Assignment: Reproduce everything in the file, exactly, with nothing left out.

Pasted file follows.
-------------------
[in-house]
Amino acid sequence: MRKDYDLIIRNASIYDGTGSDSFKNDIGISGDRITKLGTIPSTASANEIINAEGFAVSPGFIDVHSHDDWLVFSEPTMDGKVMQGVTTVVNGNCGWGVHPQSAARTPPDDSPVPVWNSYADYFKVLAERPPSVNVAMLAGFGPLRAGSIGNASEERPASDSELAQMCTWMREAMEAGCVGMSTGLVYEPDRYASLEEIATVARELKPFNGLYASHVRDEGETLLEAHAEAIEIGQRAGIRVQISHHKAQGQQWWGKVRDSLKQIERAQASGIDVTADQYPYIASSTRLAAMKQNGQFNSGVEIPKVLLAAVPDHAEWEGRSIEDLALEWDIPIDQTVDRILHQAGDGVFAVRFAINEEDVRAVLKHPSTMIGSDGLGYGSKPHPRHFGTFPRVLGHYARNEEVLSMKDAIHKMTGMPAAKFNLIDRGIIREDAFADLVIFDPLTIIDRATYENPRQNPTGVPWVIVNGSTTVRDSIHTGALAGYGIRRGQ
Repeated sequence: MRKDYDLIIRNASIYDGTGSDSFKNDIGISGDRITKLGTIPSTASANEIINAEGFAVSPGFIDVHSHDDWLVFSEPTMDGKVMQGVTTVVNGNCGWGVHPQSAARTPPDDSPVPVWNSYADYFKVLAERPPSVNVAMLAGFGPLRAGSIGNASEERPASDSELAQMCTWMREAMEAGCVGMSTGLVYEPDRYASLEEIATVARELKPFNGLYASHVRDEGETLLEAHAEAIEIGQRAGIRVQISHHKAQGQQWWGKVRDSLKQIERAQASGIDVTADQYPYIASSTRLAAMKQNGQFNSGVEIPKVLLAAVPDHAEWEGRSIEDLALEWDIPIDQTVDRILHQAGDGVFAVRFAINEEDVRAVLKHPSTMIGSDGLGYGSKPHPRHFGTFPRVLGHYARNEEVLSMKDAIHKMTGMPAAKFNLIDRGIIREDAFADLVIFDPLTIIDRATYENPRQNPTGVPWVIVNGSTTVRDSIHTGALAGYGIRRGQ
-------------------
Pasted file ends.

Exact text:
[in-house]
Amino acid sequence: MRKDYDLIIRNASIYDGTGSDSFKNDIGISGDRITKLGTIPSTASANEIINAEGFAVSPGFIDVHSHDDWLVFSEPTMDGKVMQGVTTVVNGNCGWGVHPQSAARTPPDDSPVPVWNSYADYFKVLAERPPSVNVAMLAGFGPLRAGSIGNASEERPASDSELAQMCTWMREAMEAGCVGMSTGLVYEPDRYASLEEIATVARELKPFNGLYASHVRDEGETLLEAHAEAIEIGQRAGIRVQISHHKAQGQQWWGKVRDSLKQIERAQASGIDVTADQYPYIASSTRLAAMKQNGQFNSGVEIPKVLLAAVPDHAEWEGRSIEDLALEWDIPIDQTVDRILHQAGDGVFAVRFAINEEDVRAVLKHPSTMIGSDGLGYGSKPHPRHFGTFPRVLGHYARNEEVLSMKDAIHKMTGMPAAKFNLIDRGIIREDAFADLVIFDPLTIIDRATYENPRQNPTGVPWVIVNGSTTVRDSIHTGALAGYGIRRGQ
Repeated sequence: MRKDYDLIIRNASIYDGTGSDSFKNDIGISGDRITKLGTIPSTASANEIINAEGFAVSPGFIDVHSHDDWLVFSEPTMDGKVMQGVTTVVNGNCGWGVHPQSAARTPPDDSPVPVWNSYADYFKVLAERPPSVNVAMLAGFGPLRAGSIGNASEERPASDSELAQMCTWMREAMEAGCVGMSTGLVYEPDRYASLEEIATVARELKPFNGLYASHVRDEGETLLEAHAEAIEIGQRAGIRVQISHHKAQGQQWWGKVRDSLKQIERAQASGIDVTADQYPYIASSTRLAAMKQNGQFNSGVEIPKVLLAAVPDHAEWEGRSIEDLALEWDIPIDQTVDRILHQAGDGVFAVRFAINEEDVRAVLKHPSTMIGSDGLGYGSKPHPRHFGTFPRVLGHYARNEEVLSMKDAIHKMTGMPAAKFNLIDRGIIREDAFADLVIFDPLTIIDRATYENPRQNPTGVPWVIVNGSTTVRDSIHTGALAGYGIRRGQ